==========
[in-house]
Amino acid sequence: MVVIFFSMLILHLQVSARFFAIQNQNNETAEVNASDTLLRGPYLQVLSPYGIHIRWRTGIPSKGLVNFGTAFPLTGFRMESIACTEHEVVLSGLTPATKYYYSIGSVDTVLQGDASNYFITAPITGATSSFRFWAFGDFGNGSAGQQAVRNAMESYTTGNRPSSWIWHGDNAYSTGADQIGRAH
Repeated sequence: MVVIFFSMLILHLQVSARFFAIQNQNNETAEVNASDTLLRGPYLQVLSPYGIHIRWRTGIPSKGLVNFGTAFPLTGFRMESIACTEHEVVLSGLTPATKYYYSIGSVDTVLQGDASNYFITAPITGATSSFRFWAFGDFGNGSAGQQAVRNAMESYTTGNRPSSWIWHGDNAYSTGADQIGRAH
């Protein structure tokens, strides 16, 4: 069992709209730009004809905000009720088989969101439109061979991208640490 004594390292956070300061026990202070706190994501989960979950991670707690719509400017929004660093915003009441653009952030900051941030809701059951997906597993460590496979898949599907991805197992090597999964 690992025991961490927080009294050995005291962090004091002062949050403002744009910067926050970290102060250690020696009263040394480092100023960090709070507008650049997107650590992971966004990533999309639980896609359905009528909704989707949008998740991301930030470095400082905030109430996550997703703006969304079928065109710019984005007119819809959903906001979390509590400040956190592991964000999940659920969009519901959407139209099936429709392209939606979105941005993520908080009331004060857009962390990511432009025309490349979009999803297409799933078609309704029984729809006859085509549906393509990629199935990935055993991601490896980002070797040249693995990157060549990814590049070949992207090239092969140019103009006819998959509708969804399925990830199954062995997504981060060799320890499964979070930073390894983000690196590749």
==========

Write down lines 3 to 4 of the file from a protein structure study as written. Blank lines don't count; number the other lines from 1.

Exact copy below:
Repeated sequence: MVVIFFSMLILHLQVSARFFAIQNQNNETAEVNASDTLLRGPYLQVLSPYGIHIRWRTGIPSKGLVNFGTAFPLTGFRMESIACTEHEVVLSGLTPATKYYYSIGSVDTVLQGDASNYFITAPITGATSSFRFWAFGDFGNGSAGQQAVRNAMESYTTGNRPSSWIWHGDNAYSTGADQIGRAH
């Protein structure tokens, strides 16, 4: 069992709209730009004809905000009720088989969101439109061979991208640490 004594390292956070300061026990202070706190994501989960979950991670707690719509400017929004660093915003009441653009952030900051941030809701059951997906597993460590496979898949599907991805197992090597999964 690992025991961490927080009294050995005291962090004091002062949050403002744009910067926050970290102060250690020696009263040394480092100023960090709070507008650049997107650590992971966004990533999309639980896609359905009528909704989707949008998740991301930030470095400082905030109430996550997703703006969304079928065109710019984005007119819809959903906001979390509590400040956190592991964000999940659920969009519901959407139209099936429709392209939606979105941005993520908080009331004060857009962390990511432009025309490349979009999803297409799933078609309704029984729809006859085509549906393509990629199935990935055993991601490896980002070797040249693995990157060549990814590049070949992207090239092969140019103009006819998959509708969804399925990830199954062995997504981060060799320890499964979070930073390894983000690196590749």